While watching the trailer of Maamannan, one particular shot caught my attention. It was a silhouette of a dog standing on the edge of a cliff. Now, in a trailer replete with shots of animals intercut with actions of humans, this particular shot stood out for me because it is a convergence of Mari Selvaraj’s two powerful films that precede Maamannam. While the dog's presence in the scene felt like an instant callback to his groundbreaking debut, Pariyerum Perumal (2018), the choice to frame the moment as a silhouette has Karnan (2021) written all over it. Theni Eswar being the cinematographer for Karnan and Maamannan, naturally, contributes to this overarching style to an extent. In all, it felt like a true-blue Mari Selvaraj shot communicating a broader message likely to be pronounced more clearly in the final film.
The fact that the two-film-old Mari managed to maneuver a signature shot itself is a remarkable feat, and it’s Karnan that helped the filmmaker hone his ability to visually underline the allegories of his stories and his protagonist’s journeys. In addition to the animal symbolism and the magical realism in Karnan, one facet that the filmmaker strongly banks on to add a new layer of storytelling is the usage of silhouettes. Now, silhouettes, by form, are fascinating. There’s something naturally alluring about them for the eyes, while the brain has a fun exercise identifying the subject merely on the basis of their shape and outline. Kattappa backstabbing Bahubali, for instance, is one iconic shot. In that sense, silhouettes naturally lend an ‘iconic’ quality to a character or a scene because if they are popular enough, we can identify them purely based on a minimal silhouette. While the purpose of a silhouette tends to incline more toward the creation of iconic imagery, when backed by a strong motive, silhouettes can add a whole new layer of storytelling. Karnan benefits a great deal from this ‘motivation’.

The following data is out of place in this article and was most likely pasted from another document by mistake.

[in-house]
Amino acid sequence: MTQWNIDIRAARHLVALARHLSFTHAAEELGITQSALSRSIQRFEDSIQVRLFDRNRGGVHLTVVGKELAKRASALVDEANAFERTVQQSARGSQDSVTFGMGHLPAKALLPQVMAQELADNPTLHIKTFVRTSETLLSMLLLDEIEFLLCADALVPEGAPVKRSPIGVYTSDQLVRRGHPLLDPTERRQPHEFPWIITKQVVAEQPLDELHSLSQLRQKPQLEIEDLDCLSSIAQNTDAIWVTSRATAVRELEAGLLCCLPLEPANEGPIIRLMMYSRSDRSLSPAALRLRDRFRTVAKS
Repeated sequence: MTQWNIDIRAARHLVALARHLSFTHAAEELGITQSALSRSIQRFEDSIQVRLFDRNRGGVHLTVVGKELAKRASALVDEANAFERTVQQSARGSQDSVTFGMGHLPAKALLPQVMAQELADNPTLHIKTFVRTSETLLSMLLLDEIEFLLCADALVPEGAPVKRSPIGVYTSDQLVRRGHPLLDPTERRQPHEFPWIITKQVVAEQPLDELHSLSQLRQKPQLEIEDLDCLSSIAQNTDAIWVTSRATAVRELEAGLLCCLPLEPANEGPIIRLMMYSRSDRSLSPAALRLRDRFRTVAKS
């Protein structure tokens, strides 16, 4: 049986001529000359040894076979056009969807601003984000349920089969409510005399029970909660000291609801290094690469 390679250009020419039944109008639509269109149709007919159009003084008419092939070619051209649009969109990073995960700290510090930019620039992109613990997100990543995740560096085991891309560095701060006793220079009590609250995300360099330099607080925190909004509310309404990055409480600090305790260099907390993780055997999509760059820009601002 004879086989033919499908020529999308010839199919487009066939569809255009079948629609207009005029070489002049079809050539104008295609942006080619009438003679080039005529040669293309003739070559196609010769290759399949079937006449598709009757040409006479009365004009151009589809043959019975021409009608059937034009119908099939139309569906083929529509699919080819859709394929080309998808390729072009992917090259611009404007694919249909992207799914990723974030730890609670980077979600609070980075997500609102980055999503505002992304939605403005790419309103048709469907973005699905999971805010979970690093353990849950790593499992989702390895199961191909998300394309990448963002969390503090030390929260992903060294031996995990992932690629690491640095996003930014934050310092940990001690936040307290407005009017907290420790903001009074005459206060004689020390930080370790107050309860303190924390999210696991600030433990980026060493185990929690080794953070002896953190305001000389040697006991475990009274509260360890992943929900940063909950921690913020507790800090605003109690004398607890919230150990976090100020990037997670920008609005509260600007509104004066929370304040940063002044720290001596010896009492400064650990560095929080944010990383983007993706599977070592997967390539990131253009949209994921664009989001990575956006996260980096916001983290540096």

Mari Selvaraj stated in a recent interview that the titles of his films guide him on the right path, encouraging him to take creative calls that complement the title and the themes he discusses. Karnan, for instance, was originally titled Pandiarajakal, but only after he locked Karnan as the title did the many elements—the sword and the horse, to name some—from the myth around the tragic mythological character get embedded into the film. The title of the film is precisely what lends greater meaning to the silhouettes on a narrative level, instead of simply serving the purpose of beautification. In Mahabharatha, Karna is the son of Surya, the sun God, and Princess Kunti. This mythological connection makes the Sun a spectator or a participant in every silhouette. While there are around 50 silhouettes in the film, very few of them come across as simplistic, stylish choices.
The film makes its Sun symbolism pretty clear within the opening few minutes. After the scathing opening scene of a girl child dying in the middle of the road, when the haunting ‘Kanda Vara Sollunga’ begins, the opening lines of the song, ‘Suriyanum pekkavila santhiranum satchiyila (The Sun didn’t give birth, the moon isn’t a witness)’ play over the image of a woman swinging a cloth cradle as the Sun watches from a distance, remaining as a constant presence throughout the song. Even when Dhanush’s Karnan steps out of the police vehicle in which he is apprehended and escorted, we first see the Sun before he emerges with handcuffs and a black cloth masking his face. When the song ends, and the story begins, a poetic shot of a decapitated Buddha statue bridges them both, with the timelapse technique enabling the rising Sun to metamorphose into the Buddha’s head.